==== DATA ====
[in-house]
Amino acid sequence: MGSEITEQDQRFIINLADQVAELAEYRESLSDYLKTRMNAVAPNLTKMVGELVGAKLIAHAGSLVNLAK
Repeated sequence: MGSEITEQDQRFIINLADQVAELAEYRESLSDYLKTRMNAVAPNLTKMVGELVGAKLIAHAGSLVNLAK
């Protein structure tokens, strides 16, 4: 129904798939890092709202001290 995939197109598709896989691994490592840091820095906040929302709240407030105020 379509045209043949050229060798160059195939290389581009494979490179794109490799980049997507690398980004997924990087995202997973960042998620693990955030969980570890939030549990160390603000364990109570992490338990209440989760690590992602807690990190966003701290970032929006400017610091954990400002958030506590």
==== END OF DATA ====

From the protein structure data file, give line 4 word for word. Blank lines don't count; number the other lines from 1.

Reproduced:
């Protein structure tokens, strides 16, 4: 129904798939890092709202001290 995939197109598709896989691994490592840091820095906040929302709240407030105020 379509045209043949050229060798160059195939290389581009494979490179794109490799980049997507690398980004997924990087995202997973960042998620693990955030969980570890939030549990160390603000364990109570992490338990209440989760690590992602807690990190966003701290970032929006400017610091954990400002958030506590």